I have mentioned before that on my desk I have kept a quote from Walt Whitman’s poem ‘So Long!’ which has long haunted and inspired me:
“Camerado! This is no book;
Who touches this, touches a man;
(Is it night? Are we here alone?) It is I you hold, and who holds you;
I spring from the pages into your arms – decease calls me forth.”
Whitman’s envoi, found in the 1860 edition of Leaves of Grass, captures the magic of pulling a book off the shelf for the first time; a book slowly reveals author to reader and slowly releases its secrets. It is a private experience, shared between two imaginations.
One of the greatest privileges that a curator has is being part of that cycle that connects reader to author, whether it’s through a research enquiry, in the reading room, or in the classroom. A curator is the physical connection between books and manuscript locked away in secure stacks and the reader/researcher in the wild. There is something wonderfully satisfying that happens when you see the right book or manuscript land in the right person’s hands, whether it’s a student’s first time turning the pages of a 15th century folio or a researcher explaining to you the importance of a first edition of a 19th century novel as they handle it for the first time. Being part of that experience has been electrifying.
For the second time on this blog, I’m drawn to Joe Cocker’s masterful cover of The Beatles to express my emotions fully:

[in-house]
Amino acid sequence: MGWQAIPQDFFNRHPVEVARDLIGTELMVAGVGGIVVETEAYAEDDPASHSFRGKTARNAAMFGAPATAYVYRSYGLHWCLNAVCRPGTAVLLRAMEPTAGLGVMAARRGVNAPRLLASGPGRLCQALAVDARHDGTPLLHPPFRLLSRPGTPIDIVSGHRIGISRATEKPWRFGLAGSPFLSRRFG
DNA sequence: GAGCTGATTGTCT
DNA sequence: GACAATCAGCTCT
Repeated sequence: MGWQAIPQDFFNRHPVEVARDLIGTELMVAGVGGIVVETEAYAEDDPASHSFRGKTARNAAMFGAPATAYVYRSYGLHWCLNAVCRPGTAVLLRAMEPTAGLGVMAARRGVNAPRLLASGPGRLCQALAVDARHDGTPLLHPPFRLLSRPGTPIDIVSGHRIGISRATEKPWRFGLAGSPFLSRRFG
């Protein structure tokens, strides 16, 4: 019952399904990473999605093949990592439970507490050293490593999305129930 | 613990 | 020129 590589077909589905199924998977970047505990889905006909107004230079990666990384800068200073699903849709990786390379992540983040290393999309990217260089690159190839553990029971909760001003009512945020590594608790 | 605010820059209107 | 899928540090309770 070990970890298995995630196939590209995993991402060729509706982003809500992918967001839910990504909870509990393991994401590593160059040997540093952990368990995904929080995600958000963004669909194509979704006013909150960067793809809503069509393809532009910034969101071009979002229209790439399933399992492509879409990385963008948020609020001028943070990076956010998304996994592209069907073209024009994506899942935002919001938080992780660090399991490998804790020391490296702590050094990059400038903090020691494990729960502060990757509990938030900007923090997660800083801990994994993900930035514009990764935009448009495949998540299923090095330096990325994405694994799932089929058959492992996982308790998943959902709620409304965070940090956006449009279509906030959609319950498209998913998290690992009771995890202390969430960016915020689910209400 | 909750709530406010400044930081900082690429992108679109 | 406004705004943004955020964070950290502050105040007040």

The most lasting impact that my work as a curator here at St Andrews will have is the relationships, the connections, which I have made due to the books in my care. When a curator starts the dialogue of a research enquiry, or fields an exhibition proposal, or develops a class with a tutor, he or she starts building a relationship. Sometimes those relationships are fleeting, an enquiry answered and the researcher moves on. However, many times the enquiry leads to another question, and possibly bringing the researcher into the stacks, into our realm, to see all the possible paths that a collection can provide. This moment, which is often a researcher’s first time having the vault doors opened for them, is what I call the “Wonka-moment” (although I’ve never perfected Wilder’s foot work). The connections made to other people through the joint wonder and appreciation of all the wonderful books and manuscripts at our fingertips is visceral, and wonderful.